Connolly, Maloney push for $9B boost to Technology Modernization Fund

We've heard it before: Connolly wants more money for the Technology Modernization Fund in the next rescue package — this time, $9 billion.
Rep. Gerry Connolly, Virginia Democrat
Rep. Gerry Connolly. (House Oversight Democrats / Flickr)

House Democrats are reigniting perennial efforts to boost funding for the Technology Modernization Fund as the new Biden administration makes IT and cybersecurity modernization a top priority.

Democratic Reps. Carolyn Maloney of N.Y., the chairwoman of the House Committee on Oversight and Reform, and Virginia’s Gerry Connolly, head of the Subcommittee on Government Operations, authored a letter to House leadership asking for a $9 billion emergency injection into the TMF under the next COVID-19 relief package.

“The federal government’s consistent failure to prioritize IT modernization and program delivery prevented the public from receiving the federal assistance Congress authorized to help the nation stay afloat during one of the worst global pandemics and economic crises of our lifetime,” the members wrote in their letter to leadership. “Without modern and nimble IT systems, the federal government cannot deliver critical payments and services to individuals, families, and businesses who rely on them.”

The letter was also signed by Reps. Jamie Raskin, D-Md., Eleanor Holmes Norton, D-D.C., Robin Kelly, D-Ill., John Sarbanes, D-Md., Jackie Speier, D-Calif., and Ro Khanna, D-Calif.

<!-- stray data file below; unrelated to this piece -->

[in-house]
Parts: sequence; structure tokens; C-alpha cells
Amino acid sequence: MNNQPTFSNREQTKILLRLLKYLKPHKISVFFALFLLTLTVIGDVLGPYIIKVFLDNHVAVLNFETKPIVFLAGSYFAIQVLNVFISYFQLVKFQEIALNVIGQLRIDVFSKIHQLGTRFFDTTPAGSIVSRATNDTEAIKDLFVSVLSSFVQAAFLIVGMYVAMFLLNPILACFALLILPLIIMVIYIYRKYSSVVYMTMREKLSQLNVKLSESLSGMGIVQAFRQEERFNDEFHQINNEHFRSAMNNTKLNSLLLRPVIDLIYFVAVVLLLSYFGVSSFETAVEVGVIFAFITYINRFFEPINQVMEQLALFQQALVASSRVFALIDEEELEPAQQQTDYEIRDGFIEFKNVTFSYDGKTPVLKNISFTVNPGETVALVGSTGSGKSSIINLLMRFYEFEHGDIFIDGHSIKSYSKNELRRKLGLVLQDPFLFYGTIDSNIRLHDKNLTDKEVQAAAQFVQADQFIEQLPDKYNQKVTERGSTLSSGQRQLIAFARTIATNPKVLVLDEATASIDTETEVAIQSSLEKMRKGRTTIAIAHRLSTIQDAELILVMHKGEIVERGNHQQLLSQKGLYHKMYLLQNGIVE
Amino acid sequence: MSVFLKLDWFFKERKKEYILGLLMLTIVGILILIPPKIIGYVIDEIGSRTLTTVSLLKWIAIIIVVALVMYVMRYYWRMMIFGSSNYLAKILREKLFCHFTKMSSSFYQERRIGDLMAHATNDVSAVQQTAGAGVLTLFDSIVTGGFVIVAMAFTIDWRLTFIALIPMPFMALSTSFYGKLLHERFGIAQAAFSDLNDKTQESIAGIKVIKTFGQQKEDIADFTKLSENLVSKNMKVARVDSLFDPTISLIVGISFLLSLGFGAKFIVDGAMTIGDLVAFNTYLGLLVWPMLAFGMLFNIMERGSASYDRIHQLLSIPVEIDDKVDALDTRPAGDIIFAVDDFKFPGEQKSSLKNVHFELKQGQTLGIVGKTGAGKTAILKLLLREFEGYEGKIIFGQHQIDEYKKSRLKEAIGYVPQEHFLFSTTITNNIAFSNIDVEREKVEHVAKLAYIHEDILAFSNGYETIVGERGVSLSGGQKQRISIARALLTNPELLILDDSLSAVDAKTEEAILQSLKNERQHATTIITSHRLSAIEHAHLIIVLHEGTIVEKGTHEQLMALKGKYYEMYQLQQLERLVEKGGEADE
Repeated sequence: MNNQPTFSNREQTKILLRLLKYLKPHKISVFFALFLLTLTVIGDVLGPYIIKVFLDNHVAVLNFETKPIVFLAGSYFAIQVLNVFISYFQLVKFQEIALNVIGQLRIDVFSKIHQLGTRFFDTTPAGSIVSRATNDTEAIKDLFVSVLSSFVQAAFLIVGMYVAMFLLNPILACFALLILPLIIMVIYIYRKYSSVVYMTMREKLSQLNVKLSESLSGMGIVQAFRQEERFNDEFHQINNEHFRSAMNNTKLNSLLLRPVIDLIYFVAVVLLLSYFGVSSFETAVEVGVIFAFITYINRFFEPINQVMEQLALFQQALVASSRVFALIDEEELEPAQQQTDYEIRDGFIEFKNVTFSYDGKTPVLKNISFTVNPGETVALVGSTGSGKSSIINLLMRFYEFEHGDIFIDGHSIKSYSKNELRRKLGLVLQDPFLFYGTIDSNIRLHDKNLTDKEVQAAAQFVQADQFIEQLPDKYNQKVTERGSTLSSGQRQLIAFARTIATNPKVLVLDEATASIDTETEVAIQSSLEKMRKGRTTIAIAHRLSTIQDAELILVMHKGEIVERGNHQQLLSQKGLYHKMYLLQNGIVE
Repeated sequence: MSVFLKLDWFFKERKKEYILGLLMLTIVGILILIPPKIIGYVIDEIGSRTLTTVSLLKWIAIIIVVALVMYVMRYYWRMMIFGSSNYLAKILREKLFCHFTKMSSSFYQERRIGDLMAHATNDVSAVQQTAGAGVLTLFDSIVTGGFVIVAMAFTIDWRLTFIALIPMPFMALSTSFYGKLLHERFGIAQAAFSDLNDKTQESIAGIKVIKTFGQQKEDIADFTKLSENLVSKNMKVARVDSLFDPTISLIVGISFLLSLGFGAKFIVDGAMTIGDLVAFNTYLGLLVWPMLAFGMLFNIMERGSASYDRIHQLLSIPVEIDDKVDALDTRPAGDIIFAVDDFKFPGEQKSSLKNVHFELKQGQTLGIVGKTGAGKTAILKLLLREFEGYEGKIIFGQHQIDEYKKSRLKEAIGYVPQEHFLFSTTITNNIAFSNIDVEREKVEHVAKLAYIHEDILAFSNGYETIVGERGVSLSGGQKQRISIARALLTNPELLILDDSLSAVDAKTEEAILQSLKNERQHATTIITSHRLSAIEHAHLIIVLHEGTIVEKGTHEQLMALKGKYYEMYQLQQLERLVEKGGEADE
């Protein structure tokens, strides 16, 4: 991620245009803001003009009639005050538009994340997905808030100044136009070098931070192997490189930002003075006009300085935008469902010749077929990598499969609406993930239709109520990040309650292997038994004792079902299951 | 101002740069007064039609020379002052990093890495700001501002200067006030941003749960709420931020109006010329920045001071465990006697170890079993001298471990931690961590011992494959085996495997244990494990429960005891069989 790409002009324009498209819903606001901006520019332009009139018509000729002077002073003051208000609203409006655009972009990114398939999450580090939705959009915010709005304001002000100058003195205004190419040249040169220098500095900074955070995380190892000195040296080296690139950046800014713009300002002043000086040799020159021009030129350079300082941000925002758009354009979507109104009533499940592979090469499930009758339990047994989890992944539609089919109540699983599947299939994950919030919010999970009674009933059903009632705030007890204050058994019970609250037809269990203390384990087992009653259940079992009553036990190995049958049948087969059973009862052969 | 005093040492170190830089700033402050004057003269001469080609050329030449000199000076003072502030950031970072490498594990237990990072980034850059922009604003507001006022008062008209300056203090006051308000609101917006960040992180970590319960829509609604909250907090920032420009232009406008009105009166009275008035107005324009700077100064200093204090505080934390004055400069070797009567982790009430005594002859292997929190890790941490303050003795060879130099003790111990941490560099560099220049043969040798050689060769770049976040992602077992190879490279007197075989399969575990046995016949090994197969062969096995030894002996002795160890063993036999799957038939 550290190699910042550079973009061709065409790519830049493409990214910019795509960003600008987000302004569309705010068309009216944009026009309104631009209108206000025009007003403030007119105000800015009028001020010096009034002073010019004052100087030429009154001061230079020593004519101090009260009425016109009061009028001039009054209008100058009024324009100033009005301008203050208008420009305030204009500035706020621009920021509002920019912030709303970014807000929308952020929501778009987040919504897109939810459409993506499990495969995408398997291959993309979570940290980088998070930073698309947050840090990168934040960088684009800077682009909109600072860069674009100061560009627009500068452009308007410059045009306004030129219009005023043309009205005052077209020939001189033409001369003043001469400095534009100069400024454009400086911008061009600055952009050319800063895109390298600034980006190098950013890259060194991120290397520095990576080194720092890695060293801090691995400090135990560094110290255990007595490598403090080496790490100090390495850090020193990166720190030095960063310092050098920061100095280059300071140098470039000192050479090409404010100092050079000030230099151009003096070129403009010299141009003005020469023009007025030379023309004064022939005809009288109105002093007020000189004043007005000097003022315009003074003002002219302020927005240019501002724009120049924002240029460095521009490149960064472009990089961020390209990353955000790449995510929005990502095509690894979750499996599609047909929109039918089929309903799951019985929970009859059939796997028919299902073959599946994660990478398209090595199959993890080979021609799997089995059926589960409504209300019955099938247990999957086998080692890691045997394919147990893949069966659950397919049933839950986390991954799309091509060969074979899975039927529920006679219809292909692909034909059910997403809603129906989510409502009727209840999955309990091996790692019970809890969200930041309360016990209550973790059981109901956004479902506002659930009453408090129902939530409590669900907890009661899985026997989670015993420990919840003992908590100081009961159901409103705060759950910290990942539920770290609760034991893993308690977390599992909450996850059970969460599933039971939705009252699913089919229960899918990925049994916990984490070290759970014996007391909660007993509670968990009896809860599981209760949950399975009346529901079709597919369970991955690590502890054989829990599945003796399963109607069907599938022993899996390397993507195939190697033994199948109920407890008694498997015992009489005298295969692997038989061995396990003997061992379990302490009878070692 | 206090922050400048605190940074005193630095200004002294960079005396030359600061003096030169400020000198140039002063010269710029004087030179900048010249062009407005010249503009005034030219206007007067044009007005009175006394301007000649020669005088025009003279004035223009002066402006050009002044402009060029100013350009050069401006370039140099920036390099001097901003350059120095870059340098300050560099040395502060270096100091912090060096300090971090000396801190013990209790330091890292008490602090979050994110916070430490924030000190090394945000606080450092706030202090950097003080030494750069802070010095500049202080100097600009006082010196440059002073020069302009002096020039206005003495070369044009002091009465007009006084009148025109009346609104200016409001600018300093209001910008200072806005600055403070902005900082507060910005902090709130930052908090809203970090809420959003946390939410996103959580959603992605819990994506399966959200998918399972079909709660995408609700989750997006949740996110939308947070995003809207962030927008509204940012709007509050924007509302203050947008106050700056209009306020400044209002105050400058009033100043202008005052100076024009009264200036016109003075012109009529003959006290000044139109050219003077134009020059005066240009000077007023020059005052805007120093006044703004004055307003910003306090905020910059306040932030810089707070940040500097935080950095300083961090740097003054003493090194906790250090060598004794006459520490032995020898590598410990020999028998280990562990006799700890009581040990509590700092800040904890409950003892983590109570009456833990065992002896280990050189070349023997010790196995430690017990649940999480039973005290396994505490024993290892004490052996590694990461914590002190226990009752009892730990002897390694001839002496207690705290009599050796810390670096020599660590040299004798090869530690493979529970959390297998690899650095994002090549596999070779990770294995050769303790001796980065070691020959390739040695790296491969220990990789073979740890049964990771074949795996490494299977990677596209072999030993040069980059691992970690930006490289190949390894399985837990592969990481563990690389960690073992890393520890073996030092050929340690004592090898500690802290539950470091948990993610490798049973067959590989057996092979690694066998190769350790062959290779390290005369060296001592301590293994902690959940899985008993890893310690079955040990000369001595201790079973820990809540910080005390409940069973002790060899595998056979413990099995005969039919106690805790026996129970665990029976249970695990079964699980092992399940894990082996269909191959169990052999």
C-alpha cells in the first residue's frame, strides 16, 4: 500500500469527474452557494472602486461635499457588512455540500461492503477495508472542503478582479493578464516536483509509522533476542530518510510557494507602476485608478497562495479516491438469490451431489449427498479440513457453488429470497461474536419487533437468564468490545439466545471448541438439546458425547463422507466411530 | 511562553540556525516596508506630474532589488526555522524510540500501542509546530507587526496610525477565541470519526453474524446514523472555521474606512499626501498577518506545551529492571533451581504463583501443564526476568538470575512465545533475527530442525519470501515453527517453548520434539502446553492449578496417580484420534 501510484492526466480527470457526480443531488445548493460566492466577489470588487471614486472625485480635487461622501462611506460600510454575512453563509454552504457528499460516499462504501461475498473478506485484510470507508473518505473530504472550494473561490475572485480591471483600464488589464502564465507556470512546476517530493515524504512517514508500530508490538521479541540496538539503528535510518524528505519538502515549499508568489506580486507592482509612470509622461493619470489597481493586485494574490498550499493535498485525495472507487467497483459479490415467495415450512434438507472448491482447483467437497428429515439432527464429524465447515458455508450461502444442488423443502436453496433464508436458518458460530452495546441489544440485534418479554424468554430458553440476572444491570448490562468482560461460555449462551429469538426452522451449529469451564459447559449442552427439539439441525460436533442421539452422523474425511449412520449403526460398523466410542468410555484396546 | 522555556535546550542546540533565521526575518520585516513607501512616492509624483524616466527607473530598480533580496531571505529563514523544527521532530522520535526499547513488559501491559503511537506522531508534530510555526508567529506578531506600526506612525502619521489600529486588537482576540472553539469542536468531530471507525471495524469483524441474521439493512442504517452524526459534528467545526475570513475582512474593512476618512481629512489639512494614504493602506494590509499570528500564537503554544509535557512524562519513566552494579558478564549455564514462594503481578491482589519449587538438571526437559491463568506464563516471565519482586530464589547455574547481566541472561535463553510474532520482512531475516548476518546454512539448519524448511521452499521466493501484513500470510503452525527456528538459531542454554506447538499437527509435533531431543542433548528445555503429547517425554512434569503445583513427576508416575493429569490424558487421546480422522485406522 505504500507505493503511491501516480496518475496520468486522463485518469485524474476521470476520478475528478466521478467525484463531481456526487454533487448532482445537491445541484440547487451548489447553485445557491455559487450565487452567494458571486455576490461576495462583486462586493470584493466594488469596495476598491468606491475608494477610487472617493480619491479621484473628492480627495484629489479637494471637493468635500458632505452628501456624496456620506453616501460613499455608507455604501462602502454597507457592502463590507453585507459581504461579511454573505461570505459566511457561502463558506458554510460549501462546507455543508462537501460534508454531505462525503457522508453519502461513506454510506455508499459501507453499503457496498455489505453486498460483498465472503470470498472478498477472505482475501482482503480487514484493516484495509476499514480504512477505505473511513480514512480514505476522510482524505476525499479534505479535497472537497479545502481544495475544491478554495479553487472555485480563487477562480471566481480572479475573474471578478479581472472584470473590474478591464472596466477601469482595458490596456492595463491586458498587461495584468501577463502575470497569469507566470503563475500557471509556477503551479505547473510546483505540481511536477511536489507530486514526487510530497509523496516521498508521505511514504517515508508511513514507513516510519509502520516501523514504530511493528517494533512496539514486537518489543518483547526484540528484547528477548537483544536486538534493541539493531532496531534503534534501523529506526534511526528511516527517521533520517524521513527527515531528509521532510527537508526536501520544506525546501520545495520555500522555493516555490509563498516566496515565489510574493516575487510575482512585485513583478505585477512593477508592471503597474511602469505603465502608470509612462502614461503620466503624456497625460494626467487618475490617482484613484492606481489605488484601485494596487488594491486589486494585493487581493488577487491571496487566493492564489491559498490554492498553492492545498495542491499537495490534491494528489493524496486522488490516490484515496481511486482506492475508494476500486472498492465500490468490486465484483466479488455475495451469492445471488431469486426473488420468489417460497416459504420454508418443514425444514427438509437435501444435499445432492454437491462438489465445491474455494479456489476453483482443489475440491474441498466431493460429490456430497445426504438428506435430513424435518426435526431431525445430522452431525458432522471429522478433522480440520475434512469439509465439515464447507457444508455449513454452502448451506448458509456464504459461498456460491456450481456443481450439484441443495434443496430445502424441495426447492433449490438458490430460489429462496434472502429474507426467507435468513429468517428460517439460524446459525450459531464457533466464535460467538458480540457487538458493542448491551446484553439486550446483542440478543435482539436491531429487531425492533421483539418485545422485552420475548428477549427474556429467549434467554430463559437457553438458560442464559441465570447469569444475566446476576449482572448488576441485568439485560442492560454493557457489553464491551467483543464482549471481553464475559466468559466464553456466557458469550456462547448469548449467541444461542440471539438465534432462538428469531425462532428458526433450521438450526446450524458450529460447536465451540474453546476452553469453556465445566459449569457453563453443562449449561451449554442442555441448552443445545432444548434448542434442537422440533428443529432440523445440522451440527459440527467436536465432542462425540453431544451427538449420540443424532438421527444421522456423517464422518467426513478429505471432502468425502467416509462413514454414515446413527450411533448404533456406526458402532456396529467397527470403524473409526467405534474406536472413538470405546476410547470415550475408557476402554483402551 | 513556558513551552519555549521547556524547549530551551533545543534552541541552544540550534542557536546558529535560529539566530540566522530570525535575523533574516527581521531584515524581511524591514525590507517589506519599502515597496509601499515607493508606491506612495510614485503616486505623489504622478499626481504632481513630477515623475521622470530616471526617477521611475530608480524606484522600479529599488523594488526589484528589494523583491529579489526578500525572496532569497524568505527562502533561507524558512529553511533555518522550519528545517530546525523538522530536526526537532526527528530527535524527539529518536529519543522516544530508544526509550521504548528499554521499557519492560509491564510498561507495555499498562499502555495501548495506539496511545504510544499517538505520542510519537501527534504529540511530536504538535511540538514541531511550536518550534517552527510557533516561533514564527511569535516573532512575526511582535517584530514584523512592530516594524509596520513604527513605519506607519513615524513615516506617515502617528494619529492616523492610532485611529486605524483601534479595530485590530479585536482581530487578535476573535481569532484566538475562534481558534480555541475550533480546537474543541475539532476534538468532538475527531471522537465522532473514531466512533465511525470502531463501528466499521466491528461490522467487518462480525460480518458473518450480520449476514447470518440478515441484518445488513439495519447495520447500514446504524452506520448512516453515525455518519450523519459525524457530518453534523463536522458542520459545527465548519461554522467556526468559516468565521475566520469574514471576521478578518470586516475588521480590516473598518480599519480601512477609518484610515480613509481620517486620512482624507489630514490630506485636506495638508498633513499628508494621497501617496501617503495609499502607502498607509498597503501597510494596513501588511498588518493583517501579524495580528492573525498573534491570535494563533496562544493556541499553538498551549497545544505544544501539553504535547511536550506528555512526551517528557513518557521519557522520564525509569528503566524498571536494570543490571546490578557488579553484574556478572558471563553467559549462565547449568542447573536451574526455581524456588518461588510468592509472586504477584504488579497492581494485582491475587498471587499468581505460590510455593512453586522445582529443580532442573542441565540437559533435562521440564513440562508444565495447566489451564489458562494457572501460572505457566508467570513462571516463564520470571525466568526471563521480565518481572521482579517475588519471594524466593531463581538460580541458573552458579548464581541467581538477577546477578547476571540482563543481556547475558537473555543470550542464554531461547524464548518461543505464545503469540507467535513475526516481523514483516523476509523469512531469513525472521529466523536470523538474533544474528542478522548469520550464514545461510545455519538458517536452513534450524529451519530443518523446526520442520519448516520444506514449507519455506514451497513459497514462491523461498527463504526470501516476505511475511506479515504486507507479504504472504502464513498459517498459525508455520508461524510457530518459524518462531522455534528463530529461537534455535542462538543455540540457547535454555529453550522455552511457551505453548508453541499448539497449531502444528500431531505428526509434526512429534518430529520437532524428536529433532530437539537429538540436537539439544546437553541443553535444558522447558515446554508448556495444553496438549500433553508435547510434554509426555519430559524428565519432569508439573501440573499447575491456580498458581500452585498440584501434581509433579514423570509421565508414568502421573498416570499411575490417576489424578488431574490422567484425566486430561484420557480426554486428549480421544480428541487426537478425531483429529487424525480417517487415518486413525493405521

While the number is steep compared to the TMF’s past levels of fundings, it has the president’s backing. Prior to taking office, Biden’s transition team called for giving the fund $9 billion to help launch integral shared IT and cybersecurity services across government, particularly as the federal enterprise looks to recover from the devastating SolarWinds Orion breach and enhance its security.

Previous COVID relief packages initially included billions for the TMF, but the money was cut from the final bill. The fund, which was created in 2017 as a central pot for agencies to turn to for high-priority modernization projects, had $150 million appropriated to it to date. That’s “far short” of what is needed, according to the letter.

“We must begin to address IT investments now, or we will continue down the same path as before unable to deliver critical services to the public at a time when our country needs it the most,” the letter says.

The letter does not mention the SolarWinds hack directly but says that government networks remain vulnerable if legacy systems continue to be neglected. The letter also says that antiquated IT networks are to blame for the slow pandemic response, from dispersing stimulus benefits to the public to COVID data tracking.

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